Heavy rain and strong thunderstorms possible this week in Florida
Rounds of heavy rain and thunderstorms will make for a soggy end to April across the Sunshine State.
Surface observations Monday morning shows a tale of two tales across the state of Florida. Dew points behind a cold front in the Panhandle have fallen into the 40s while dew points across South Florida are in the lower 70s. The slow-moving cold front was located between Gainesville and Lake City. As this cold front pushes south towards the Interstate 4 corridor through Monday afternoon, instability ahead of the front could prompt the development of strong and severe thunderstorms across Central and South Florida. A "marginal" risk of strong thunderstorms is present on the Storm Prediction Center's Day 1 Outlook for Monday, with areas from Orlando to Miami, to Fort Myers under the risk for damaging winds, hail, and a brief spin-up tornado.
This risk designation means that severe storms will likely be more isolated in nature and are not likely to be numerous. High-resolution model guidance suggests storms initiate along the Gulf sea breeze during the heating of the day before becoming more numerous across the interior of the state. The strongest cells will be able to tap into moderate amounts of instability, with daytime heating and a nearby front providing an extra boost to the atmosphere through Monday evening. Aside from Monday's risk of severe weather, heavy rains could lead to flash flooding from Port St. Lucie to Miami. Storms are expected to push offshore Monday evening after sunset, with a few showers or storms lingering through the early overnight hours along the I-95 corridor.
Tuesday will feature a renewed round of shower and thunderstorm activity across the Peninsula, as an upper-level disturbance is forecast to pivot overhead during the afternoon and evening. As of publishing, model guidance suggests much of Tuesday's activity will be focused along and south of I-4. Another round of potentially strong storms could develop from the Space Coast to South Florida, with wind, hail, and a brief spin-up tornado possible. Slow-moving storms on Tuesday could lead to localized instances of flash flooding, especially in recently hard-hit Broward and Miami-Dade Counties.
Uncertainty exists regarding exact placement of a stalled frontal boundary on Wednesday, with recent model trends generally keeping the stalled front along the I-4 corridor. Another upper-level disturbance is forecast to ripple along the stalled frontal boundary on Wednesday, keeping rain and thunderstorm chances present across much of the Peninsula. The Storm Prediction Center's Day 3 Outlook for severe storms Wednesday depicts a "marginal" risk along and south of a line from Daytona Beach to Cedar Key, including areas like Orlando, Tampa, and Miami. The maximum threat area will likely change over the next 24 to 36 hours as new forecast data comes in, but it appears that hail will be a risk factor in the strongest cells that develop. Heavy rain could lead to more flash flooding in areas of Central and South Florida through Wednesday evening.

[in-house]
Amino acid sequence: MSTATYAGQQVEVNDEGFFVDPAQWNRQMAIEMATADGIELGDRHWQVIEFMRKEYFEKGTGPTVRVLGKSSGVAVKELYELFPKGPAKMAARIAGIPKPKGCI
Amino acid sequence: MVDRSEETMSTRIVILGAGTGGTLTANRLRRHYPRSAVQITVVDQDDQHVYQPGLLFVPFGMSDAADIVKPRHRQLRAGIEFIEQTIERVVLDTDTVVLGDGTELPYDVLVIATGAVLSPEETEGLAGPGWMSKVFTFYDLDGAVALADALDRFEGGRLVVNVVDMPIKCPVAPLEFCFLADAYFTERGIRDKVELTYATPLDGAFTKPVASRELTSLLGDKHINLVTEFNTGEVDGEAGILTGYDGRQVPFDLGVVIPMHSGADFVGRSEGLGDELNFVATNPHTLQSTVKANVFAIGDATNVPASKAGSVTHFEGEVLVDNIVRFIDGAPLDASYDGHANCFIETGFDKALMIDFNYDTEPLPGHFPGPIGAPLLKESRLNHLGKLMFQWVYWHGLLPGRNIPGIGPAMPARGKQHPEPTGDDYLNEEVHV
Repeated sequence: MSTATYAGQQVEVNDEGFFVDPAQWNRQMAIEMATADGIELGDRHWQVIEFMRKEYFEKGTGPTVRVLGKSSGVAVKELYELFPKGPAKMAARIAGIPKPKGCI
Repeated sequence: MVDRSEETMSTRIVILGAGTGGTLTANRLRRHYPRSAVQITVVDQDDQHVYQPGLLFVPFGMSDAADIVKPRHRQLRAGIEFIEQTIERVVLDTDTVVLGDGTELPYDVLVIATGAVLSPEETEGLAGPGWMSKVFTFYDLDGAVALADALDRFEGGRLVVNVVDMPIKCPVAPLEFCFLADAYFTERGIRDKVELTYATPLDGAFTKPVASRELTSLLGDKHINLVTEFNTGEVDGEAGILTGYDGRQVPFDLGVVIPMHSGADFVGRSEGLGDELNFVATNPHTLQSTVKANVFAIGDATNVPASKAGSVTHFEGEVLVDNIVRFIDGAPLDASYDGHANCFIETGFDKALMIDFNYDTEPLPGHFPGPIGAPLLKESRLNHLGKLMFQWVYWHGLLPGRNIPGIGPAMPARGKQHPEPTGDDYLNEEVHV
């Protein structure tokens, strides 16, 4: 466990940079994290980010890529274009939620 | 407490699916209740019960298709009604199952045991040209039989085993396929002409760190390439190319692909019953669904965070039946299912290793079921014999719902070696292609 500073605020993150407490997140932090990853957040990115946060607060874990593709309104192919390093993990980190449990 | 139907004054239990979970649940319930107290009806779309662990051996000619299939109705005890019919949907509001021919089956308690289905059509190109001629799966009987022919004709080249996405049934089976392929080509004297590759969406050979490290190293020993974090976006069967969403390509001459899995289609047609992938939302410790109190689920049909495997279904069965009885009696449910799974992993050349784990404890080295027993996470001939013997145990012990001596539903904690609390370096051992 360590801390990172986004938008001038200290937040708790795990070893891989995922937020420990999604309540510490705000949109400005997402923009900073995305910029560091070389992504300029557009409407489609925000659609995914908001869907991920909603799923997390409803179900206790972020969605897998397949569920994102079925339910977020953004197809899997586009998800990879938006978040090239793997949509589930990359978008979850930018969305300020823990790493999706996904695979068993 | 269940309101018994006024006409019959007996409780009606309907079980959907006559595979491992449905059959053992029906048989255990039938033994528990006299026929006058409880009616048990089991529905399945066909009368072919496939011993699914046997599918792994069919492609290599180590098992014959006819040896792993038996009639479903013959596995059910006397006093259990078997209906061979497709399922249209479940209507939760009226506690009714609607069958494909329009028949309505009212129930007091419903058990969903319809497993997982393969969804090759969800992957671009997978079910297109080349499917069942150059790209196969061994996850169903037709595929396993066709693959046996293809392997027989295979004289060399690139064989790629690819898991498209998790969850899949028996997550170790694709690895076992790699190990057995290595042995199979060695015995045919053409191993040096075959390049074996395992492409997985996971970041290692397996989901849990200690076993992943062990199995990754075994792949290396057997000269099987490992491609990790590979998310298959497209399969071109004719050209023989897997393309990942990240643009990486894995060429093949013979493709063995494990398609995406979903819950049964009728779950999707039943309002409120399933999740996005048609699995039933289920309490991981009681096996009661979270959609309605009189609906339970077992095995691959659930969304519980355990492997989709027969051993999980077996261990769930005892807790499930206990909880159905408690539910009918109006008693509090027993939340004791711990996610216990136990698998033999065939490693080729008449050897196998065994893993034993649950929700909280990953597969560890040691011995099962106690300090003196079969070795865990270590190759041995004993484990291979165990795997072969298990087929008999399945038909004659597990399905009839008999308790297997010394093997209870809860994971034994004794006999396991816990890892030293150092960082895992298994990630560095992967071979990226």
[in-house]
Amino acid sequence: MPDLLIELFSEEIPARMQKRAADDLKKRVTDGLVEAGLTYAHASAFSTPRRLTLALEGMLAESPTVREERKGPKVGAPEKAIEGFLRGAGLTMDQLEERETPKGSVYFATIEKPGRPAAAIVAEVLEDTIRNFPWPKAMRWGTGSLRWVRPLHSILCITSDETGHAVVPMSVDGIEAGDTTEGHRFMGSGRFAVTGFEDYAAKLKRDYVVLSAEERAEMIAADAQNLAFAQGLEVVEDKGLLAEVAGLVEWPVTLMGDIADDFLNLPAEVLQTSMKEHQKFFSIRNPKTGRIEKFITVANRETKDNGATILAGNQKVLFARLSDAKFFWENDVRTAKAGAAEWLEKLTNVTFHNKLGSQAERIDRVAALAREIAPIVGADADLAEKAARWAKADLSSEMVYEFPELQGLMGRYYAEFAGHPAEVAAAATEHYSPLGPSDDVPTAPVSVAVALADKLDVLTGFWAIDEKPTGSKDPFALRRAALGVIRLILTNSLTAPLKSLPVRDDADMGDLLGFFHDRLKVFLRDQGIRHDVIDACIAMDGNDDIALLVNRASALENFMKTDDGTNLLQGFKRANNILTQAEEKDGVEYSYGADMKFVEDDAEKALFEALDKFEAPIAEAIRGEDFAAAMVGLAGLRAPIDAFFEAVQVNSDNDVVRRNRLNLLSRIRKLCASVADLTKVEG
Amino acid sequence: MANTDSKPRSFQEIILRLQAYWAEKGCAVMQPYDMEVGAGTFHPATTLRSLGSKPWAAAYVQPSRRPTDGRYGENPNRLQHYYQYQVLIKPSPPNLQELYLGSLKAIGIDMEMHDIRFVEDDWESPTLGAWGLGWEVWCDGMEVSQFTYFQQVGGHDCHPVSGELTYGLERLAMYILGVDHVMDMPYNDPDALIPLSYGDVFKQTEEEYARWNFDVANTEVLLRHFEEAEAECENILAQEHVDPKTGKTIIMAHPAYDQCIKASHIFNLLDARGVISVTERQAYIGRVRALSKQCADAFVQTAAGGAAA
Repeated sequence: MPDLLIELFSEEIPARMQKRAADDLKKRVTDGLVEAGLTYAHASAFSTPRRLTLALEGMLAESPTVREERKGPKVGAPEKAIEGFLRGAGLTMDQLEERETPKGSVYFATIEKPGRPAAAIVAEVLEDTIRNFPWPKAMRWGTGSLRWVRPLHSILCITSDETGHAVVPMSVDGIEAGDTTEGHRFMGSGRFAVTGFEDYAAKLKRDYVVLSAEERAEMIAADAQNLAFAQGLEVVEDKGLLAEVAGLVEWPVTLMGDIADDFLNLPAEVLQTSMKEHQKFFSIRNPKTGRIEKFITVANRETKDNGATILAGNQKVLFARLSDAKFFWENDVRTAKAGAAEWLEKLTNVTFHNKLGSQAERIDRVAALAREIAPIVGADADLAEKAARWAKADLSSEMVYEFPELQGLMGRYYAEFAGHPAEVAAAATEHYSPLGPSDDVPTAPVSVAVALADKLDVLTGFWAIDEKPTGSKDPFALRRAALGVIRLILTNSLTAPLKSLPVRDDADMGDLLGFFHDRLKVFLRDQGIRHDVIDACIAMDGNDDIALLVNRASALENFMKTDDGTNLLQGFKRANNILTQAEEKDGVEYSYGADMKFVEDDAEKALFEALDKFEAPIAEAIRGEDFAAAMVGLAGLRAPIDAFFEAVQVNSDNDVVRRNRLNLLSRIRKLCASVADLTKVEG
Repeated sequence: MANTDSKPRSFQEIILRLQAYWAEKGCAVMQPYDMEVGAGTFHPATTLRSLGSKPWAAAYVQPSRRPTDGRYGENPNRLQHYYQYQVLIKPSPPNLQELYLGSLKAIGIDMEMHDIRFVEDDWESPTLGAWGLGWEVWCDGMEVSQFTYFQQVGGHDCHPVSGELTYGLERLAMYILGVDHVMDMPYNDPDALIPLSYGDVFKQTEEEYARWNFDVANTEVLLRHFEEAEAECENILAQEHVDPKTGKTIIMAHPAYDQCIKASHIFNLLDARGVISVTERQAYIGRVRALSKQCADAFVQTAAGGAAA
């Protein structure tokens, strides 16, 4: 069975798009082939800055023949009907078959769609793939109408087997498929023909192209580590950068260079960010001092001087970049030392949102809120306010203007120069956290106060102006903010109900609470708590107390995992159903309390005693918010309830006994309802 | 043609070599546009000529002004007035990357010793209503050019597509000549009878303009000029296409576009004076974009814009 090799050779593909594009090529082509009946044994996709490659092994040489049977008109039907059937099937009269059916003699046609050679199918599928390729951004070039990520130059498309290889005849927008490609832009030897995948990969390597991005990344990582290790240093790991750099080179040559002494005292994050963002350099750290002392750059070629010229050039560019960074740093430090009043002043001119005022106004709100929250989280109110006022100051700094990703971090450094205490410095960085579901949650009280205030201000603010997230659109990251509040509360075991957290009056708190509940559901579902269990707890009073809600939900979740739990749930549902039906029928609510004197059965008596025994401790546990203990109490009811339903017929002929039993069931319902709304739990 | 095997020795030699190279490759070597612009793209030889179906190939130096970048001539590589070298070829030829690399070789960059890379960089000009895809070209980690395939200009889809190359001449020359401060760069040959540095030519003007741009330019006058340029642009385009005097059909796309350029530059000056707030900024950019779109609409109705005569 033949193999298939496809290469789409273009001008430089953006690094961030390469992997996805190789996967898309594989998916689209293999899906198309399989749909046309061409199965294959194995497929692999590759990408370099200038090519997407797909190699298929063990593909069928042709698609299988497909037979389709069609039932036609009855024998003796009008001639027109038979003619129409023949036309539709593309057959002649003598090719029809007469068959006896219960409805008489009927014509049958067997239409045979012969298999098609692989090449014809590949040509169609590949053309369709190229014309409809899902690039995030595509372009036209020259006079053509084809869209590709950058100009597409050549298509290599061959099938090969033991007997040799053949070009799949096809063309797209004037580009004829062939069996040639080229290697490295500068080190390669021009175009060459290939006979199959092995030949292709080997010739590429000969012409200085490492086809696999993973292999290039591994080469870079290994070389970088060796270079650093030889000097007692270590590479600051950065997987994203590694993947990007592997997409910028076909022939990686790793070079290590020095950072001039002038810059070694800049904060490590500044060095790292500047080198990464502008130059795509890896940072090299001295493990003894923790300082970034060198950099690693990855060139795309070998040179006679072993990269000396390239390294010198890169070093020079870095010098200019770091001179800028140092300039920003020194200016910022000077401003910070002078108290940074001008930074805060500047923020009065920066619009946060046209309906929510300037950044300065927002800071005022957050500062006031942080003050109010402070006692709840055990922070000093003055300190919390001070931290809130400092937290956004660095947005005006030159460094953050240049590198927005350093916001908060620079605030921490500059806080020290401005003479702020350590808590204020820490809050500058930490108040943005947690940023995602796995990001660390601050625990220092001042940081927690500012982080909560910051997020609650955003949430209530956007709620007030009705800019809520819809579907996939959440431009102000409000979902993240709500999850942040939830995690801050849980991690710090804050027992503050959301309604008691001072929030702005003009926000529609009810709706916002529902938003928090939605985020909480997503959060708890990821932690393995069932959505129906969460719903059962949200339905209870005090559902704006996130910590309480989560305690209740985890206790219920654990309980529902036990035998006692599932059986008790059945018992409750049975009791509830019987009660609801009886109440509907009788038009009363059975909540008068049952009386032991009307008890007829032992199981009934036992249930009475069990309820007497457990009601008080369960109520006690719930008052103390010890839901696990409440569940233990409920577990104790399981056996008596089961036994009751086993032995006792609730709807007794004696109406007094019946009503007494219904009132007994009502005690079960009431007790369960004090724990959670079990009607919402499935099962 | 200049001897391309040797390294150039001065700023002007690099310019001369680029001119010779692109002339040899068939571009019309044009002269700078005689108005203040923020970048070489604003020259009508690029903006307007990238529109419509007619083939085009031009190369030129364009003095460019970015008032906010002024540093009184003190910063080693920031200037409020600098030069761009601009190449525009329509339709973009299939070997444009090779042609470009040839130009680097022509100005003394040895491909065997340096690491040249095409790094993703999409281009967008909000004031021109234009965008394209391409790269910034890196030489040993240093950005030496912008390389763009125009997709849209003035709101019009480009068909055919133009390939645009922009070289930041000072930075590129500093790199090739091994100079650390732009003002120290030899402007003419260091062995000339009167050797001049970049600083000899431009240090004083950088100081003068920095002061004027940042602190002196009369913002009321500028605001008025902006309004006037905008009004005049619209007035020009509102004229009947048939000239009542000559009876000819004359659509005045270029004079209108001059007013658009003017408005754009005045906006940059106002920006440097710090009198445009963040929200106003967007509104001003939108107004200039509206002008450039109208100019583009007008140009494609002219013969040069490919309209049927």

As the forecast period advances, forecast uncertainty does grow. Where exactly frontal boundaries stall and other small-scale boundaries lie will ultimately lead to forecast changes over the course of this week. Current forecast guidance suggests an area of low pressure will be anchored offshore of the Carolinas, with an associated cold front bisecting the state Thursday. Meanwhile, a low pressure area will be moving into the Gulf of Mexico. These two features will work in tandem to provide ample moisture across the state, with continued rain and thunderstorm chances in the Peninsula. The Gulf low will push into the Southeast through the day Friday, with a cold front expected to move into the Panhandle. The cold front is forecast to gradually wash out over Central Florida by Saturday before another cold front arrives Sunday into Monday. Following this frontal passage, it does appear that drier and slightly cooler conditions will return to most of the Sunshine State for the first week of May.
This week could provide much-needed rainfall for much of the state, with a swath of between 1 and 3 inches of rain forecast over the next seven days. Areas of extreme drought have developed from Tampa to the Nature Coast, where widespread year-to-date deficits of 5 to 10 inches exist. Locations in South Florida, particularly near Fort Lauderdale, could see an addition 2 to 4 inches of rain through Sunday. This will likely contribute further to the ongoing rainfall surplus in this area, where year-to-date rainfall is nearly 300 to 400 percent above average. The first week of May is likely to continue the unsettled pattern, with the Climate Prediction Center depicting the entire state with above-average rainfall.